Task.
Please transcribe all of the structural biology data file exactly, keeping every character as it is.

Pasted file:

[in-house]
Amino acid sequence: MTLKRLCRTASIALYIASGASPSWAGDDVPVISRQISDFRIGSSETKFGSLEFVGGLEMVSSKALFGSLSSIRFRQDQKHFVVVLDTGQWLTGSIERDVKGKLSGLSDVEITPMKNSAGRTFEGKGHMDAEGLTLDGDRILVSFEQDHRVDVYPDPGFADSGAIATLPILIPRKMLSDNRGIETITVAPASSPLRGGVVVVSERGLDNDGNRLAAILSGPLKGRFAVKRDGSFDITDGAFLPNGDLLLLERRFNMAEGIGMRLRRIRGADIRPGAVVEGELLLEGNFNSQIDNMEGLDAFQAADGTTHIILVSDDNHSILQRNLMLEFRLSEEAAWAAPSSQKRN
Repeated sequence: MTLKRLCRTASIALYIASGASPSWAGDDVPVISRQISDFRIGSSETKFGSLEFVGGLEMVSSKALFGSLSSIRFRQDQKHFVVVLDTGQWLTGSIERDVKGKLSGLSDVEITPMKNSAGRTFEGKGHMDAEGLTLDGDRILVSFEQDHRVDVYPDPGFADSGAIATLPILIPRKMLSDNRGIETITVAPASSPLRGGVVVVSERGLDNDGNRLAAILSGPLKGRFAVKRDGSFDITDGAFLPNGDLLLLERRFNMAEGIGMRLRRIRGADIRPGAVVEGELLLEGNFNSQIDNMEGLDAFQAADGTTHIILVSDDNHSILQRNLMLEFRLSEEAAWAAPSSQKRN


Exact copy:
[in-house]
Amino acid sequence: MTLKRLCRTASIALYIASGASPSWAGDDVPVISRQISDFRIGSSETKFGSLEFVGGLEMVSSKALFGSLSSIRFRQDQKHFVVVLDTGQWLTGSIERDVKGKLSGLSDVEITPMKNSAGRTFEGKGHMDAEGLTLDGDRILVSFEQDHRVDVYPDPGFADSGAIATLPILIPRKMLSDNRGIETITVAPASSPLRGGVVVVSERGLDNDGNRLAAILSGPLKGRFAVKRDGSFDITDGAFLPNGDLLLLERRFNMAEGIGMRLRRIRGADIRPGAVVEGELLLEGNFNSQIDNMEGLDAFQAADGTTHIILVSDDNHSILQRNLMLEFRLSEEAAWAAPSSQKRN
Repeated sequence: MTLKRLCRTASIALYIASGASPSWAGDDVPVISRQISDFRIGSSETKFGSLEFVGGLEMVSSKALFGSLSSIRFRQDQKHFVVVLDTGQWLTGSIERDVKGKLSGLSDVEITPMKNSAGRTFEGKGHMDAEGLTLDGDRILVSFEQDHRVDVYPDPGFADSGAIATLPILIPRKMLSDNRGIETITVAPASSPLRGGVVVVSERGLDNDGNRLAAILSGPLKGRFAVKRDGSFDITDGAFLPNGDLLLLERRFNMAEGIGMRLRRIRGADIRPGAVVEGELLLEGNFNSQIDNMEGLDAFQAADGTTHIILVSDDNHSILQRNLMLEFRLSEEAAWAAPSSQKRN